Earth’s climate is now changing faster than at any point in the history of modern civilization, primarily as a result of human activities. Global climate change has already resulted in a wide range of impacts across every region of the country and many sectors of the economy that are expected to grow in the coming decades. Climate change refers to a change in average weather conditions, or in the time variation of weather in the context of longer-term average conditions. It has been proven that climate change is related to some major forms of environmental pollution (e.g., air pollution, water pollution, soil contamination, noise pollution, radioactive contamination, light pollution, thermal pollution, etc.).
Environment pollution is the introduction of pollutants into the natural environment and causes adverse effects. Air pollution and climate change are very closely related. The main sources of global warming are the extraction and burning of fossil fuels. They are not only key drivers of climate change but are also major sources of air pollutants. There are many reasons why it has become an international concern:
- Persistent and emerging pollutants to a certain extent cause climate change
- Variations in normal weather patterns have unfavorable effects on the physical and biological entities of the environment.
Human and ecological systems rely on soil for the provision of water and nutrients for plant growth, the regulation of the water cycle, and the storage of carbon. The pollution of soil affects its capacity for carbon absorption and causes climate change through changing temperatures, precipitation patterns, etc. Therefore, environmental pollution and climate change influence each other through complex interactions on Earth. Using an array of satellite observations, researchers have found that the climatic influence of global air pollution has dropped by up to 30% from 2000 levels. The cleaner air has effectively boosted the total warming from carbon dioxide emitted over the same time by anywhere from 15% to 50%.
The Faustian bargain
A retired NASA climate scientist Dr. James Hansen, who first called attention to the “Faustian bargain” of fossil fuel pollution in 1990, has said “I believe their conclusions are correct. It’s impressive scientific detective work because no satellite could directly measure global aerosols over this whole period. “It’s like deducing the properties of unobserved dark matter by looking at its gravitational effects.” Dr. Hansen expects a flurry of follow-up work, as researchers seek to quantify the boost to warming.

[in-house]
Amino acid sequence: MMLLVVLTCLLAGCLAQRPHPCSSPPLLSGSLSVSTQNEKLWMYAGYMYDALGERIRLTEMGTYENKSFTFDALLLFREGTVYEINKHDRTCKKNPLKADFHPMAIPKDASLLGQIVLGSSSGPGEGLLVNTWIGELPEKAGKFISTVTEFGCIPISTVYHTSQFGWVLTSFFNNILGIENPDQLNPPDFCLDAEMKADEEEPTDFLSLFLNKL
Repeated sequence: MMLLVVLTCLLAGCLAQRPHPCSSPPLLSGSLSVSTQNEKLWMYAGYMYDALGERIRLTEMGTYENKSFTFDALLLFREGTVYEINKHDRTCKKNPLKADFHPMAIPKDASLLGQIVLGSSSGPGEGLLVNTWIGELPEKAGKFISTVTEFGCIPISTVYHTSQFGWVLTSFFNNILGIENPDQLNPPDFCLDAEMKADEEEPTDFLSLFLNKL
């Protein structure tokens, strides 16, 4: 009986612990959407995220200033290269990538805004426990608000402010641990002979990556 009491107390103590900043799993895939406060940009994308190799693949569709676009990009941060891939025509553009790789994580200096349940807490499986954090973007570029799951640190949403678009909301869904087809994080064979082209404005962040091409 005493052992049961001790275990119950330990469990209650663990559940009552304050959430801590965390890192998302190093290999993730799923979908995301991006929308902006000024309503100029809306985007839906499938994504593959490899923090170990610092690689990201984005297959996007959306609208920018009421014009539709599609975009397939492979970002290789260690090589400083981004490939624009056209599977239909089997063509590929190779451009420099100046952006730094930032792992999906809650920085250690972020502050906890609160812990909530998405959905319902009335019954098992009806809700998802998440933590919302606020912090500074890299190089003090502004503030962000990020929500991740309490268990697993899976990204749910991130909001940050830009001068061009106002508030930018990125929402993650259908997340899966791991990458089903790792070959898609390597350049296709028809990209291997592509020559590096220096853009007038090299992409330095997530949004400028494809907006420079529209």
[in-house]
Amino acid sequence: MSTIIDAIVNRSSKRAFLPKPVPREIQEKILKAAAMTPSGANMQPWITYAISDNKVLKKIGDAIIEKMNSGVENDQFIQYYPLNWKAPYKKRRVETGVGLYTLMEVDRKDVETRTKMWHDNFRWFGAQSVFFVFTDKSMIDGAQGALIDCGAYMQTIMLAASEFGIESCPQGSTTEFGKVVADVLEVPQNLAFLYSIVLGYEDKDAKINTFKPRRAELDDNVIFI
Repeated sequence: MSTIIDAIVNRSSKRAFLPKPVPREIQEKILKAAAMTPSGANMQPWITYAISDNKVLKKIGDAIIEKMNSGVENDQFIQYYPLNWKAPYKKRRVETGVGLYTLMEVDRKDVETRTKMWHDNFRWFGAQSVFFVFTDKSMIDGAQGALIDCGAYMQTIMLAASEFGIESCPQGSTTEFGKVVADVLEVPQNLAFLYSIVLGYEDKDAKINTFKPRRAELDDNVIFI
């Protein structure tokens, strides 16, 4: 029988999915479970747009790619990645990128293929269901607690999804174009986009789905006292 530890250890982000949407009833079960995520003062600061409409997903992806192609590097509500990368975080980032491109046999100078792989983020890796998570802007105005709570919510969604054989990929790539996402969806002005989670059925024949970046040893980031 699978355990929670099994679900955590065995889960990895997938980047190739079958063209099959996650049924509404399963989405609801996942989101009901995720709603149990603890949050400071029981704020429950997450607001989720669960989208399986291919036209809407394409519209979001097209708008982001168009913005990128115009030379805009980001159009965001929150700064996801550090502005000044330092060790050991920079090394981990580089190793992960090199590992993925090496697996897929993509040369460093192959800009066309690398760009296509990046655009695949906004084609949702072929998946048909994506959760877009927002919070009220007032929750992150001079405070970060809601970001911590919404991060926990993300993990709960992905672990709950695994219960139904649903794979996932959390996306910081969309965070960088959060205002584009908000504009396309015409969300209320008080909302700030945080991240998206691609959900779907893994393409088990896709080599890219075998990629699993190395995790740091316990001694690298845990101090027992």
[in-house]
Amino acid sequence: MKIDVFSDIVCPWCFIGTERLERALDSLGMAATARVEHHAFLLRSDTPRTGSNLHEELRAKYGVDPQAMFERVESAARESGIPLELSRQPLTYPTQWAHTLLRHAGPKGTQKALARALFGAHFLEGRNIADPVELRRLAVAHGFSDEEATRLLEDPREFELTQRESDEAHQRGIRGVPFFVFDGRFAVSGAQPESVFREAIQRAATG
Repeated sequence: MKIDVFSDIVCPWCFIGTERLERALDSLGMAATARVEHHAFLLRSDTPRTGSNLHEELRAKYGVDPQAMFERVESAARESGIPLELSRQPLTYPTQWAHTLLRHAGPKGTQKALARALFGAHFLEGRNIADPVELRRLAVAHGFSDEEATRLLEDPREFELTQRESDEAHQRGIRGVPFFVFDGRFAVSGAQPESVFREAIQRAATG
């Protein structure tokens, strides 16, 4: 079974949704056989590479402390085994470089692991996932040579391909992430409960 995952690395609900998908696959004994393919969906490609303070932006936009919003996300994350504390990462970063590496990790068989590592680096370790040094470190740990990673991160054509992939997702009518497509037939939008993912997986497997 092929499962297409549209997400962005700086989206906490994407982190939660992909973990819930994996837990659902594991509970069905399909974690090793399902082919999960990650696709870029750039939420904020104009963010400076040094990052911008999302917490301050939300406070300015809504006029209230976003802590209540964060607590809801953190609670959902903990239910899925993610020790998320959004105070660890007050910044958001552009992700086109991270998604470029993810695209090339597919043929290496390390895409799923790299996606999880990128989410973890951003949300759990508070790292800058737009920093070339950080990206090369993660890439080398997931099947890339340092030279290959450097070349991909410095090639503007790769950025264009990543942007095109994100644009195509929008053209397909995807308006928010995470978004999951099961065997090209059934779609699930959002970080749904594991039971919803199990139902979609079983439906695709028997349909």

Some aerosols, such as black carbon, or soot, absorb heat. But reflective sulfate and nitrate particles have a cooling effect. For many years, they formed from polluting gases escaping from car tailpipes, ship flues, and power plant smokestacks.
The new study, published in Atmospheric Chemistry and Physics in April grew directly out of last year’s UN climate assessment. It included studies showing aerosol declines in North America and Europe but no clear global trends. Quaas and his co-authors thought two NASA satellites, Terra and Aqua, operating since 1999 and 2002, might be able to help.
The satellites tally Earth’s incoming and outgoing radiation, which has enabled several research groups, including Quaas and his colleagues, to track the increase in infrared heat trapped by greenhouse gases. But one instrument on Aqua and Terra has also shown a decline in reflected light. Models suggested a decrease in aerosols is partly responsible, says Prof. Venkatachalam Ramaswamy, director of the National Oceanic and Atmospheric Administration’s Geophysical Fluid Dynamics Laboratory, says. “It’s very hard to find alternate reasons for this”. Whatever the exact contribution, it is sure to grow as air quality continues to improve around the world. The answer isn’t to keep polluting, says Jan Cermak, a remote-sensing scientist at the Karlsruhe Institute of Technology, “Air pollution kills people. We need clean air. There is no question about that. Instead, efforts to reduce greenhouse gases need to be redoubled”.
The Earth has warmed by some 1.2°C since preindustrial times, Hansen thinks there’s little hope of cutting emissions fast enough to meet the 1.5°C targets he and other scientists have called for. And so the solution, he says, could come back to aerosols, this time ones spread deliberately through solar geoengineering; which is a controversial idea of lofting sulfate particles into the stratosphere and creating a global, reflective haze. It will be necessary to take temporary corrective measures, including temporary purposeful use of aerosols to avoid catastrophic implications.”